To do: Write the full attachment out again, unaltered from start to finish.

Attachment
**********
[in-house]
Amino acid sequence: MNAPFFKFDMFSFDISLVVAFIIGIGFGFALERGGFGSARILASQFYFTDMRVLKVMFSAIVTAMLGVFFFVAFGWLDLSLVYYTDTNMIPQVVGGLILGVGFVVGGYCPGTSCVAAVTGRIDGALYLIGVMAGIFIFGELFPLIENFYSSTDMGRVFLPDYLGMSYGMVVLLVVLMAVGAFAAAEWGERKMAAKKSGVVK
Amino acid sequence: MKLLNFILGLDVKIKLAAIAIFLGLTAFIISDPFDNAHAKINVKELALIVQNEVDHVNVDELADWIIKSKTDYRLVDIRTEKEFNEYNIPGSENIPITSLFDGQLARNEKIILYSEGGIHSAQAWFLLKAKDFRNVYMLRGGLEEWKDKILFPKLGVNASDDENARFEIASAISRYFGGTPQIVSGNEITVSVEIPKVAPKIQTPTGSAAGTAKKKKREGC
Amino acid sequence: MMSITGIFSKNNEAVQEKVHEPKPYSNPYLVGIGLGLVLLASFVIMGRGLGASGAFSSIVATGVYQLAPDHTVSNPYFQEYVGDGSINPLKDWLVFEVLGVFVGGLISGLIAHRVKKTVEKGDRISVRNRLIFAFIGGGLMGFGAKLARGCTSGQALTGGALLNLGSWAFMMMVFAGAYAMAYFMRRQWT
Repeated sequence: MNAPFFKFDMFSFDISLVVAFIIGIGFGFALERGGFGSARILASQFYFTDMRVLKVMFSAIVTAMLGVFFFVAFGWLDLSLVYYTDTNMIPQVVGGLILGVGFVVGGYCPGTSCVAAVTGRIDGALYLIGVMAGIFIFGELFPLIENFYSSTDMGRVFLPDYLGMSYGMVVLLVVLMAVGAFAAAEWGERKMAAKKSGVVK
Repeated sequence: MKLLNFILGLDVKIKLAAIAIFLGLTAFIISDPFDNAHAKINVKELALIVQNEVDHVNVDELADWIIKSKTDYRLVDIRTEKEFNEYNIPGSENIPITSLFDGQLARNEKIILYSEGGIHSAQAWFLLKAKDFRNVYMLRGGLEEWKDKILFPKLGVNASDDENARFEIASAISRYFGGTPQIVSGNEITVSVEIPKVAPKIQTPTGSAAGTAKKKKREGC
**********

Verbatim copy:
[in-house]
Amino acid sequence: MNAPFFKFDMFSFDISLVVAFIIGIGFGFALERGGFGSARILASQFYFTDMRVLKVMFSAIVTAMLGVFFFVAFGWLDLSLVYYTDTNMIPQVVGGLILGVGFVVGGYCPGTSCVAAVTGRIDGALYLIGVMAGIFIFGELFPLIENFYSSTDMGRVFLPDYLGMSYGMVVLLVVLMAVGAFAAAEWGERKMAAKKSGVVK
Amino acid sequence: MKLLNFILGLDVKIKLAAIAIFLGLTAFIISDPFDNAHAKINVKELALIVQNEVDHVNVDELADWIIKSKTDYRLVDIRTEKEFNEYNIPGSENIPITSLFDGQLARNEKIILYSEGGIHSAQAWFLLKAKDFRNVYMLRGGLEEWKDKILFPKLGVNASDDENARFEIASAISRYFGGTPQIVSGNEITVSVEIPKVAPKIQTPTGSAAGTAKKKKREGC
Amino acid sequence: MMSITGIFSKNNEAVQEKVHEPKPYSNPYLVGIGLGLVLLASFVIMGRGLGASGAFSSIVATGVYQLAPDHTVSNPYFQEYVGDGSINPLKDWLVFEVLGVFVGGLISGLIAHRVKKTVEKGDRISVRNRLIFAFIGGGLMGFGAKLARGCTSGQALTGGALLNLGSWAFMMMVFAGAYAMAYFMRRQWT
Repeated sequence: MNAPFFKFDMFSFDISLVVAFIIGIGFGFALERGGFGSARILASQFYFTDMRVLKVMFSAIVTAMLGVFFFVAFGWLDLSLVYYTDTNMIPQVVGGLILGVGFVVGGYCPGTSCVAAVTGRIDGALYLIGVMAGIFIFGELFPLIENFYSSTDMGRVFLPDYLGMSYGMVVLLVVLMAVGAFAAAEWGERKMAAKKSGVVK
Repeated sequence: MKLLNFILGLDVKIKLAAIAIFLGLTAFIISDPFDNAHAKINVKELALIVQNEVDHVNVDELADWIIKSKTDYRLVDIRTEKEFNEYNIPGSENIPITSLFDGQLARNEKIILYSEGGIHSAQAWFLLKAKDFRNVYMLRGGLEEWKDKILFPKLGVNASDDENARFEIASAISRYFGGTPQIVSGNEITVSVEIPKVAPKIQTPTGSAAGTAKKKKREGC